Friday, January 06, 2006

Toy nostalgia

Copied from my LJ-10/21-05
Toy nostalgia is a beautiful thing, as the good folks at eBay are happy to remind you. Today this UK survey of favorite toys took me right back. For me it's not the products I still remember the commercial jingles for, it's the lesser-known but no less delightful. Sure, I loved Stretch Armstrong and Stretch Monster (silly and homoerotic!) and my Evel Knievel Stunt Cycle, but who didn't have one of those? Where is the love for my "Hal Needham, Stuntman" action figure?

Seeing TOMY pocket games on the list gave me an involuntary gasp of joy. While these were some of my favorite toys, I never saw them on TV or even in the Sears and Penney's Christmas catalogs whose toy sections we memorized every fall. In fact I only ever saw them in one place: the late, lamented King's. King's was the last of the old school multistory department stores to die out when the mall supplanted downtown as the preferred shopping locale, and it was like losing an old friend. They had nattily dressed salespeople, a bargain basement, and a mezzanine beauty salon- by appointment only. Best of all, while the mall toy stores skewed towards all things noisy, battery-operated and forgettable, King's had a magical toy department with stuff you never saw anywhere else. It was here we got the pocket games, and boy did they pack a lot of merriment into a palm-sized plastic box. We had the Pocket Raceway, Gone Fishin', Secret Passage and a few others, but it was my all-time favorite, the Obstacle Course, that gave me and my family many, many of hours of fun.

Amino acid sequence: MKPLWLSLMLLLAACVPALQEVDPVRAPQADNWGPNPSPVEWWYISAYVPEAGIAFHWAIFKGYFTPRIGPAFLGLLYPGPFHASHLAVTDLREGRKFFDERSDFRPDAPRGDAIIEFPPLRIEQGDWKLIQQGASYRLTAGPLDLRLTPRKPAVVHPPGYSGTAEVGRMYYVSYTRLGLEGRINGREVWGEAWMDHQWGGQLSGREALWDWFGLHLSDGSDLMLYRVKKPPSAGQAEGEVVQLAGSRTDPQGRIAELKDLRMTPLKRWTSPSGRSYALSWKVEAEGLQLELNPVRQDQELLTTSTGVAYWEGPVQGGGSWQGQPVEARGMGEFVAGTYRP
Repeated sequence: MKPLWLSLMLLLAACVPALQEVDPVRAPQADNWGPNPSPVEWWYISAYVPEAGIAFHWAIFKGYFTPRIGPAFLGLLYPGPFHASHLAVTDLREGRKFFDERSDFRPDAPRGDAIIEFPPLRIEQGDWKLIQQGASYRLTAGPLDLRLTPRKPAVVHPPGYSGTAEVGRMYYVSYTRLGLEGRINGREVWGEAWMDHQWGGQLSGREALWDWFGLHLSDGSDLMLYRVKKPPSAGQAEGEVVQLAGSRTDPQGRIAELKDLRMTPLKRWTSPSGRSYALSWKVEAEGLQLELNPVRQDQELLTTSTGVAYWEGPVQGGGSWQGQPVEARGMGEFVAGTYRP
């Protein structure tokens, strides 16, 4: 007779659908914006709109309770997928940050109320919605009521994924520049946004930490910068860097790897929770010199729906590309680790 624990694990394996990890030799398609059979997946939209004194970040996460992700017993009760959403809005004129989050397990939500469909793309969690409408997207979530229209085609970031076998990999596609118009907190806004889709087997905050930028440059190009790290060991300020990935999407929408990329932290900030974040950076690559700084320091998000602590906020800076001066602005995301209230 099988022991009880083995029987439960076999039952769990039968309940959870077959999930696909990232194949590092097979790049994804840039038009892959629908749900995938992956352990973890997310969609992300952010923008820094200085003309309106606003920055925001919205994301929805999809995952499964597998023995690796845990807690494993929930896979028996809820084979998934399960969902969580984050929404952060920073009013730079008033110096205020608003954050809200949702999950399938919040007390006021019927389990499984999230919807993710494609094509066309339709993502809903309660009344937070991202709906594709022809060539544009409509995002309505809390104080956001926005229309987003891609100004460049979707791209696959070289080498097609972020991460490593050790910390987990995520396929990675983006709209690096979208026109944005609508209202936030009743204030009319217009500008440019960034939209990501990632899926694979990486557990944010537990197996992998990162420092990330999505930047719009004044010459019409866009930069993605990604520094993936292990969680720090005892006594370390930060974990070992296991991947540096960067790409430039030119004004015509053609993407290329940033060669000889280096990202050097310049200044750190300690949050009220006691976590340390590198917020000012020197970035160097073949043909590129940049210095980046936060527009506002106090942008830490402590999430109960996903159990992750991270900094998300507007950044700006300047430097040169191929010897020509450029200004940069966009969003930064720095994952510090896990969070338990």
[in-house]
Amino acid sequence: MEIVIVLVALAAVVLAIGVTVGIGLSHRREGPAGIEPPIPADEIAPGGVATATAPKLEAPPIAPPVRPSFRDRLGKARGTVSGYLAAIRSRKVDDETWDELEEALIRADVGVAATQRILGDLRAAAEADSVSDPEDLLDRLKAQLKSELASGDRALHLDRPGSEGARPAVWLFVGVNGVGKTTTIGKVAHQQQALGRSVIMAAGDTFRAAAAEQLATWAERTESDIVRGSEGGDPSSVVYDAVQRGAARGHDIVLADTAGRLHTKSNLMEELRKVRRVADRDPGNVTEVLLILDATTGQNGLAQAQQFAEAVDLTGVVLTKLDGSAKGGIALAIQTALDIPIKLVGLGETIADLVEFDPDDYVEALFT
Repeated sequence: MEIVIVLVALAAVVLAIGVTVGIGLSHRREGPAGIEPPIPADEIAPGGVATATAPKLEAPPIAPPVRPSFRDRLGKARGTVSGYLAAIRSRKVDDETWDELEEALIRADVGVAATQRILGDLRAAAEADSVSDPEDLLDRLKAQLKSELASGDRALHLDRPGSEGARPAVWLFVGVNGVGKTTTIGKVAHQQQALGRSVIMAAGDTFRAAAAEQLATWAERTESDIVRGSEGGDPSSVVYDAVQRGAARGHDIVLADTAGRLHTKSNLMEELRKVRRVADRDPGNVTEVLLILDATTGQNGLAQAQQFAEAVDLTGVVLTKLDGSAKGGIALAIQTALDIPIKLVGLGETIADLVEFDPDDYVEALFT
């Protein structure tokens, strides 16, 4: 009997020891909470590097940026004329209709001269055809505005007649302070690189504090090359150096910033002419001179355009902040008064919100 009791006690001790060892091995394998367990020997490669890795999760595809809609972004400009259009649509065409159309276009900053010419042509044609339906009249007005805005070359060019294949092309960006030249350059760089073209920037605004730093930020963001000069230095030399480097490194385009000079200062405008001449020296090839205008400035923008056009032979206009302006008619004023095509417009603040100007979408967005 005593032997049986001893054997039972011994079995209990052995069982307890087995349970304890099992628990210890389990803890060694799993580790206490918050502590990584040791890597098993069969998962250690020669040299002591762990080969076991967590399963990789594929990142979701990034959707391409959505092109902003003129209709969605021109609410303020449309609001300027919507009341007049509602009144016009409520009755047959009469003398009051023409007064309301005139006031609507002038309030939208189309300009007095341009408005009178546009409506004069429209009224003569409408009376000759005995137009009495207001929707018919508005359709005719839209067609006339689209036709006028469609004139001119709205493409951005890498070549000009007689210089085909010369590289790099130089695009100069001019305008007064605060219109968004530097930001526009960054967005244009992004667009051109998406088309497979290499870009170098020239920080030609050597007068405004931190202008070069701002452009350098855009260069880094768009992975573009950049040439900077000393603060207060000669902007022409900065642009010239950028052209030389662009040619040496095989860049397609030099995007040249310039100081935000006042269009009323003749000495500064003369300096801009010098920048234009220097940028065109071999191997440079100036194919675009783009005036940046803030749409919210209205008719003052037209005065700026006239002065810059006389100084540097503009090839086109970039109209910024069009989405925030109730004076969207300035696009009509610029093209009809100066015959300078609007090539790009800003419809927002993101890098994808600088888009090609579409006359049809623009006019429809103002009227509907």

Apparently British toymakers hated children. I had the Quicksilver Maze too (scroll down to #95), but mine most certainly did not contain mercury. There was a tiny hole where you put in drops of water, which the special coating inside made to look and act like quicksilver.

Finally, I was thrilled to see another old favorite, Screwball Scramble (also by TOMY), on the list.

Not only don't I remember any ads for this toy, I didn't even know that's what it was called. I just remember playing it until my fingers were sore and I could work the puzzle with my eyes closed. I'm happy to report that it's still available, and pretty cheaply at that. Sadly, I don't even see my pocket Obstacle Course on eBay.

Music: Gretchen Wilson-All Jacked Up
Mood: Amused